Pentagon Attacked by Computer Virus

Foreign state suspected in new computer virus that infected Pentagon networks

The Pentagon
September 6, 2012

A computer virus that destroys documents and spreads to other networks recently infected computers at the Pentagon, the Defense Information Systems Agency (DISA) said on Thursday.

One of the Pentagon’s hundreds of networks "recently identified an infection after having issues opening Word and Excel documents," DISA said in a statement.

The agency urged all network administrators to initiate software countermeasures to ensure that networks "are protected from [this] new threat."

The Pentagon said the software security firm McAfee provided details on the virus, which was most likely spread from spam email messages.

Dmitri Alperovitch, a computer security specialist, told the Free Beacon, that the sophisticated attack software most likely originated from a foreign government, possibly China.

"This definitely looks like a nation-state actor but I can't tell if it's China without doing deeper analysis," Alperovitch said.

China is known to be the source of major computer attacks on Pentagon, U.S. government, and private computer networks.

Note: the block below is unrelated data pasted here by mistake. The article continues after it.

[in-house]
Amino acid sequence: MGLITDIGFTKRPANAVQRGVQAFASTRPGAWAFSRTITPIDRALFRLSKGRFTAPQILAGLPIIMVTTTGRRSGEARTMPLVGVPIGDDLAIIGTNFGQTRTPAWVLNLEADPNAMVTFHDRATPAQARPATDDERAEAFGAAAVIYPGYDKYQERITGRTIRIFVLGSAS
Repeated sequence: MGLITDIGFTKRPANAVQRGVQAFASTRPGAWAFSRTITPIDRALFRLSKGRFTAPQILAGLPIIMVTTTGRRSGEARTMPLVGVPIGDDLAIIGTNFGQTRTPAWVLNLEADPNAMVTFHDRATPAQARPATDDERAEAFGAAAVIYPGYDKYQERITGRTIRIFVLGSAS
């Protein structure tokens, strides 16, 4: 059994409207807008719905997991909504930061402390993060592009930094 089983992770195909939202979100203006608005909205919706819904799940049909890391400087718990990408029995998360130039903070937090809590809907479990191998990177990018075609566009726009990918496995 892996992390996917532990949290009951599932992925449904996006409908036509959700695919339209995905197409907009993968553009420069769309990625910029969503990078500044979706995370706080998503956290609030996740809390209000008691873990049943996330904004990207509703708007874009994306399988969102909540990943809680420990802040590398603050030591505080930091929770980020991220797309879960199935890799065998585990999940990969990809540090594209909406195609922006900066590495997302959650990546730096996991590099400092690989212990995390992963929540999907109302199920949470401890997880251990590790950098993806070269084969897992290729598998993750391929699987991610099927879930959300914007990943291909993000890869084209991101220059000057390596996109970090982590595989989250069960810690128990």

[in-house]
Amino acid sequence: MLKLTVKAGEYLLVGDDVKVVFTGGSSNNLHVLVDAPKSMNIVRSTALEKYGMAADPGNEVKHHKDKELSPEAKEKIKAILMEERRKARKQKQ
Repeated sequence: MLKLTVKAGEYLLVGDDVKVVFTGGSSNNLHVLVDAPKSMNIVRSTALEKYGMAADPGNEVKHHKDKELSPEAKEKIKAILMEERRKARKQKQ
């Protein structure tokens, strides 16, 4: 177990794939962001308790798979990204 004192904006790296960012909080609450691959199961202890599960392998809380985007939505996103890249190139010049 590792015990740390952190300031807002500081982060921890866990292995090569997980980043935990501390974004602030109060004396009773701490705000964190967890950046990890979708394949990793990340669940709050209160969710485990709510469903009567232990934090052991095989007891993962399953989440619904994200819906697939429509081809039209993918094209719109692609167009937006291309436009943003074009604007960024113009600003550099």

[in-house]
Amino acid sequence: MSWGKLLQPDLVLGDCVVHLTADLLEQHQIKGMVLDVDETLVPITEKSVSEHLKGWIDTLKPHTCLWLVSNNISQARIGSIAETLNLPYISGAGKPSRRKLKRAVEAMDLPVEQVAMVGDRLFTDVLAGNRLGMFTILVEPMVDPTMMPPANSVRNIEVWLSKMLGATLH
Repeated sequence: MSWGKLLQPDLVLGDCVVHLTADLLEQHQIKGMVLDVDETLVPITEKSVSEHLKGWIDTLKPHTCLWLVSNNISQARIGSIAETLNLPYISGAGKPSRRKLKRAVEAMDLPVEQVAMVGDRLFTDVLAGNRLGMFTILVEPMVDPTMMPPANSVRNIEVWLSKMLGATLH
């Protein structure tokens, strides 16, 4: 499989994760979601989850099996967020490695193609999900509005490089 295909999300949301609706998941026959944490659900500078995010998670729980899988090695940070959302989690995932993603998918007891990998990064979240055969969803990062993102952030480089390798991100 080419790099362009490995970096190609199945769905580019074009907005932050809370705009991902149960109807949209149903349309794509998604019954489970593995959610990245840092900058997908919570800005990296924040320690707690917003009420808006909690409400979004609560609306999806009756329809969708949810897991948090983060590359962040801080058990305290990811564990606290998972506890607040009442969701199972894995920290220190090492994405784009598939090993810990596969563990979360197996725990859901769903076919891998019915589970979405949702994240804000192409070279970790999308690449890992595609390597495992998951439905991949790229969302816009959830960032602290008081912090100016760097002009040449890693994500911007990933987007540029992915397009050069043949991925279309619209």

Secretary of State Hillary Clinton, who visited China this week, said she discussed the topic of computer security during meetings with Chinese officials.

After meeting Chinese Foreign Minister Yang Jiechi, Clinton said she "raised the growing threat of cyber attacks that are occurring on an increasing basis."

"Both the United States and China are victims of cyber attacks. Intellectual property, commercial data, national security information is being targeted," she said. "This is an issue of increasing concern to the business community and the government of the United States, as well as many other countries, and it is vital that we work together to curb this behavior."

According to an Aug. 31 McAfee threat alert, the virus has two names: W32/XDocCrypt.a, and W32/XDocCrypt.b, that "parasitically infects" Microsoft Office Word, Excel, and related executable files.

The virus appears to be designed to destroy or disable documents by first encoding its contents using an encryption program, and then replacing the document with a malicious software file that the encrypted data attached to it. The original data is eventually deleted if the infection is not detected and steps are not taken to recover the documents.

The virus also replicates itself and spreads to other computers.

"The infection routine searches for files with ‘.doc’, ‘.xls’ or ‘.exe’ in the file name, and tries to infect them," the report said.

To prevent digital infections, the security firm recommended blocking five Internet addresses:,,,,